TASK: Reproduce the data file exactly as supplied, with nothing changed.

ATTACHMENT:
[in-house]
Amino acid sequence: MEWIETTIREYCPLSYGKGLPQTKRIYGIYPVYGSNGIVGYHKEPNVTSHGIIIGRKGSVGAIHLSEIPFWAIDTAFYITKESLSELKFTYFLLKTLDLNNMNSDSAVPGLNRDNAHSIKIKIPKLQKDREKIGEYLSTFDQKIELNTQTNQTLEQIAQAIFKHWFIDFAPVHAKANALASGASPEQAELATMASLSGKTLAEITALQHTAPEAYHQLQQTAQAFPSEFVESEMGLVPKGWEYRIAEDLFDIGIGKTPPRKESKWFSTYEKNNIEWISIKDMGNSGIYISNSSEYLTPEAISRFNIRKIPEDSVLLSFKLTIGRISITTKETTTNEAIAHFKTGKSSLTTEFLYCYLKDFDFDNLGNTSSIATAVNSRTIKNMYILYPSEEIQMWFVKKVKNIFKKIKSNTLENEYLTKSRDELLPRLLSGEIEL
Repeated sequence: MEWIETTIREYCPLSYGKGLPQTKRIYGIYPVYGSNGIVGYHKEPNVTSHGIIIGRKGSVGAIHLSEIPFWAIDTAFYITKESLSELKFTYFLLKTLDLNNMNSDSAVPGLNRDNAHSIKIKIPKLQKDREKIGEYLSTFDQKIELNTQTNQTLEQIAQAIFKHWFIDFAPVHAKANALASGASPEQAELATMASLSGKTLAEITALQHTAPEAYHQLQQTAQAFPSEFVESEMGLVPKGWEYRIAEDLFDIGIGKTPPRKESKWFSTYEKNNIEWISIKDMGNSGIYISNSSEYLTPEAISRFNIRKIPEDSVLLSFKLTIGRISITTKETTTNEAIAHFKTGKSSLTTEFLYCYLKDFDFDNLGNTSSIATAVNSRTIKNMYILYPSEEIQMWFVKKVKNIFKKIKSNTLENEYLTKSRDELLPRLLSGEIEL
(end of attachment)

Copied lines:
[in-house]
Amino acid sequence: MEWIETTIREYCPLSYGKGLPQTKRIYGIYPVYGSNGIVGYHKEPNVTSHGIIIGRKGSVGAIHLSEIPFWAIDTAFYITKESLSELKFTYFLLKTLDLNNMNSDSAVPGLNRDNAHSIKIKIPKLQKDREKIGEYLSTFDQKIELNTQTNQTLEQIAQAIFKHWFIDFAPVHAKANALASGASPEQAELATMASLSGKTLAEITALQHTAPEAYHQLQQTAQAFPSEFVESEMGLVPKGWEYRIAEDLFDIGIGKTPPRKESKWFSTYEKNNIEWISIKDMGNSGIYISNSSEYLTPEAISRFNIRKIPEDSVLLSFKLTIGRISITTKETTTNEAIAHFKTGKSSLTTEFLYCYLKDFDFDNLGNTSSIATAVNSRTIKNMYILYPSEEIQMWFVKKVKNIFKKIKSNTLENEYLTKSRDELLPRLLSGEIEL
Repeated sequence: MEWIETTIREYCPLSYGKGLPQTKRIYGIYPVYGSNGIVGYHKEPNVTSHGIIIGRKGSVGAIHLSEIPFWAIDTAFYITKESLSELKFTYFLLKTLDLNNMNSDSAVPGLNRDNAHSIKIKIPKLQKDREKIGEYLSTFDQKIELNTQTNQTLEQIAQAIFKHWFIDFAPVHAKANALASGASPEQAELATMASLSGKTLAEITALQHTAPEAYHQLQQTAQAFPSEFVESEMGLVPKGWEYRIAEDLFDIGIGKTPPRKESKWFSTYEKNNIEWISIKDMGNSGIYISNSSEYLTPEAISRFNIRKIPEDSVLLSFKLTIGRISITTKETTTNEAIAHFKTGKSSLTTEFLYCYLKDFDFDNLGNTSSIATAVNSRTIKNMYILYPSEEIQMWFVKKVKNIFKKIKSNTLENEYLTKSRDELLPRLLSGEIEL